• Frame plane . This is the name given to the physical surface on which we paint or draw, that is, the paper or the canvas. Leonardo da Vinci called it "window".
  • Point of view . It is the imaginary point from which we observe what is represented, and which is determined by how we position ourselves with respect to it. It is necessarily in the same plane as the horizon line, and at the same height as the vanishing point.
  • Land line . It is an imaginary line on which the represented object rests, and which therefore in turn represents the presence of the surface that supports it.

Gender perspective

The term “gender perspective” points to something very different from what has been explained so far in this article. It is a conceptual and / or analytical perspective , rather than a visual perspective, and is characterized by bringing together the methodologies and procedures that serve to study the very ideas of the feminine and the masculine , and the way in which both meet in play within the different areas of human knowledge.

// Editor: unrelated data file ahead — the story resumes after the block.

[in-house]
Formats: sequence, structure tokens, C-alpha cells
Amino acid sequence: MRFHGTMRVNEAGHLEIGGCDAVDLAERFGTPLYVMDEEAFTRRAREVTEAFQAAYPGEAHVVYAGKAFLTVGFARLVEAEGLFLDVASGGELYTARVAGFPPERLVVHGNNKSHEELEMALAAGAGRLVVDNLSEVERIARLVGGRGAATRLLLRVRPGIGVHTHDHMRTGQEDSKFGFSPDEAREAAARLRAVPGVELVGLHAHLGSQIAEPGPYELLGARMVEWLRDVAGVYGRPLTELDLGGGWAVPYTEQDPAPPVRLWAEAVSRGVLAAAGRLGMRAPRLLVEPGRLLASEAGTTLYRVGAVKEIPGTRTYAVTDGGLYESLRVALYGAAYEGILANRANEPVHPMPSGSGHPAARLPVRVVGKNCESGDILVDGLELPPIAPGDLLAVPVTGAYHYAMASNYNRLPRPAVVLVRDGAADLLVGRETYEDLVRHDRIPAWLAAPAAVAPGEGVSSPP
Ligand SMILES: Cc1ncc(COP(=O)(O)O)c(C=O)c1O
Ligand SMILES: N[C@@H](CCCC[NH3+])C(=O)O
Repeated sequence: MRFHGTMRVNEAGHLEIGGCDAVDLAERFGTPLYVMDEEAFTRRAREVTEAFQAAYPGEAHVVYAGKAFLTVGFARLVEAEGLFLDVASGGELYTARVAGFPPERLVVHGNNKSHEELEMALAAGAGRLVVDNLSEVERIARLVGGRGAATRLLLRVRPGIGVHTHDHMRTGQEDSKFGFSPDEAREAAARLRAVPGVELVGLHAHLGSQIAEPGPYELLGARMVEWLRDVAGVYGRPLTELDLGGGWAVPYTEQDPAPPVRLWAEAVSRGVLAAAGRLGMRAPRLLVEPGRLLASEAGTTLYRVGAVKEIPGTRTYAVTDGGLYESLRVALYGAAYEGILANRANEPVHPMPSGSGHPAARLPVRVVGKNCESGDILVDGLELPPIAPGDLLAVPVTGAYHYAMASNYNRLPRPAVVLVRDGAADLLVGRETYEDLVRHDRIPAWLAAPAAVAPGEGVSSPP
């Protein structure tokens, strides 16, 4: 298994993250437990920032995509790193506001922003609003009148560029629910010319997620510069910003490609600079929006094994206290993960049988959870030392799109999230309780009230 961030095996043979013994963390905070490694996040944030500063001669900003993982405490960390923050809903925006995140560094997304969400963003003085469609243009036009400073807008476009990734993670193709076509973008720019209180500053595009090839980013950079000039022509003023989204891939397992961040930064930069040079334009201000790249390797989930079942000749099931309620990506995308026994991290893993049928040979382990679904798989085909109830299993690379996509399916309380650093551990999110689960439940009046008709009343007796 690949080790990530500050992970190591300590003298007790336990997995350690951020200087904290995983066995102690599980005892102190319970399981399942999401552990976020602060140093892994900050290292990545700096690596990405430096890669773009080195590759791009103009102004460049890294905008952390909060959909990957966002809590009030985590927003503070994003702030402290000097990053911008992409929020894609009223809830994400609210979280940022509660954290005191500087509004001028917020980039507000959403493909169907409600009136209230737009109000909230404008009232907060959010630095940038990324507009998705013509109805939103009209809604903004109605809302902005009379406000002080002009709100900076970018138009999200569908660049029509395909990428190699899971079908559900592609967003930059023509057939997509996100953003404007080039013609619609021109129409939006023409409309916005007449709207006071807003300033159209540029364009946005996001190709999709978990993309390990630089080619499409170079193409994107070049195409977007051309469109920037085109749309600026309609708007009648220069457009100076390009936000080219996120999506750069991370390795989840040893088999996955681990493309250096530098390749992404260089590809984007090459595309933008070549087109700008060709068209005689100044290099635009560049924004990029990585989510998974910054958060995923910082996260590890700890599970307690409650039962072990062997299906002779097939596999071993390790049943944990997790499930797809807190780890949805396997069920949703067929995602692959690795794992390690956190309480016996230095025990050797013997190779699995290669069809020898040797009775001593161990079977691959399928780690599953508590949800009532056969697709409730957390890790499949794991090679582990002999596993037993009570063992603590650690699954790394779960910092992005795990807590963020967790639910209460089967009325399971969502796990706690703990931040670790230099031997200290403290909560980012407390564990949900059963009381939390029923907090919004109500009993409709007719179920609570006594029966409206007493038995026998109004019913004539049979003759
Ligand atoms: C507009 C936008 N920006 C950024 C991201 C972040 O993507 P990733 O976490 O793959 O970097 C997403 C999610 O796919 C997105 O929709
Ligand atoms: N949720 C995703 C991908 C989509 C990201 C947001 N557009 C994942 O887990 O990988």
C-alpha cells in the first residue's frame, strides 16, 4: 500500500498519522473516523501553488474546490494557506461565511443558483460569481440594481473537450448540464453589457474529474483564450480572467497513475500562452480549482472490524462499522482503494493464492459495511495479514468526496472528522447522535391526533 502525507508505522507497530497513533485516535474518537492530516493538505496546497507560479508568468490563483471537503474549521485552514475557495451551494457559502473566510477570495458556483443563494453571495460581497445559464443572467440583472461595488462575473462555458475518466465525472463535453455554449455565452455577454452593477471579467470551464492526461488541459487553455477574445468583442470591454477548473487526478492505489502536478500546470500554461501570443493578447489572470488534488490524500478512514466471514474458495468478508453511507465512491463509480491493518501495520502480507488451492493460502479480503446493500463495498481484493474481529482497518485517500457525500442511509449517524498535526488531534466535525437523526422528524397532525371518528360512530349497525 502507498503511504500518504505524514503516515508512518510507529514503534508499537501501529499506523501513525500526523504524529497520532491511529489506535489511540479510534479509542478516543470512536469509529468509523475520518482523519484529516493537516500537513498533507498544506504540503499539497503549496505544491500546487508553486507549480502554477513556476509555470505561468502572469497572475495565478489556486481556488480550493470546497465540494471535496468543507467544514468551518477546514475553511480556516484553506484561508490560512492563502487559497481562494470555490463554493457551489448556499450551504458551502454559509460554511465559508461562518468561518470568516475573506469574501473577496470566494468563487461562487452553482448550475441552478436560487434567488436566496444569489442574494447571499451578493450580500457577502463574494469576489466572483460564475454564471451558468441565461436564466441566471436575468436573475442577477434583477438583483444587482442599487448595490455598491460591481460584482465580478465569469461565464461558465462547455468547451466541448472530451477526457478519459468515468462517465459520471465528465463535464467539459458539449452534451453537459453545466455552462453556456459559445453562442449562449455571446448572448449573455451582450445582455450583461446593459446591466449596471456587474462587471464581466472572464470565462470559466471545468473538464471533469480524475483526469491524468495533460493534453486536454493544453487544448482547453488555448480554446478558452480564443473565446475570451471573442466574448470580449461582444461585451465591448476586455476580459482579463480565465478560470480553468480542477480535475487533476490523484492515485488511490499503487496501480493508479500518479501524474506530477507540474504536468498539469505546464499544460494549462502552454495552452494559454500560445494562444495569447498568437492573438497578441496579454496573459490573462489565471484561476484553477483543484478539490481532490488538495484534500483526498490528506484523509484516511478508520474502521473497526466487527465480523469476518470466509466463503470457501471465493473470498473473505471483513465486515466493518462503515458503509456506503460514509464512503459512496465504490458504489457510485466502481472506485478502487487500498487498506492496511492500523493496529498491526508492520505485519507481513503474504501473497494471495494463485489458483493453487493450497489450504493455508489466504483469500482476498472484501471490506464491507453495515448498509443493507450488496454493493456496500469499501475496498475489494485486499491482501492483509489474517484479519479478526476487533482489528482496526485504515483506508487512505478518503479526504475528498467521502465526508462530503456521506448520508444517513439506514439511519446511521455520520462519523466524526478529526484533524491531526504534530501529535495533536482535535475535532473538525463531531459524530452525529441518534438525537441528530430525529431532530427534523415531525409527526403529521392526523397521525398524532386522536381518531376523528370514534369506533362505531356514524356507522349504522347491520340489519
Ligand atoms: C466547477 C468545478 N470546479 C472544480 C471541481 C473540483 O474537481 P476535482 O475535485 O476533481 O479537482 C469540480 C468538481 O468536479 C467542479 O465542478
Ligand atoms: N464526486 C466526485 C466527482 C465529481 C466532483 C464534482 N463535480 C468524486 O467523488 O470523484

Thus, if we analyze a literary work from a gender perspective, for example, we are likely to pay special attention to the roles assigned to men and women, as well as to the representations of homosexuality and / or transsexuality. The same can be done with any type of discourse , since it is a "way" of understanding, analogous to the "way" of looking that perspective represents in art.

Follows with: Technical drawing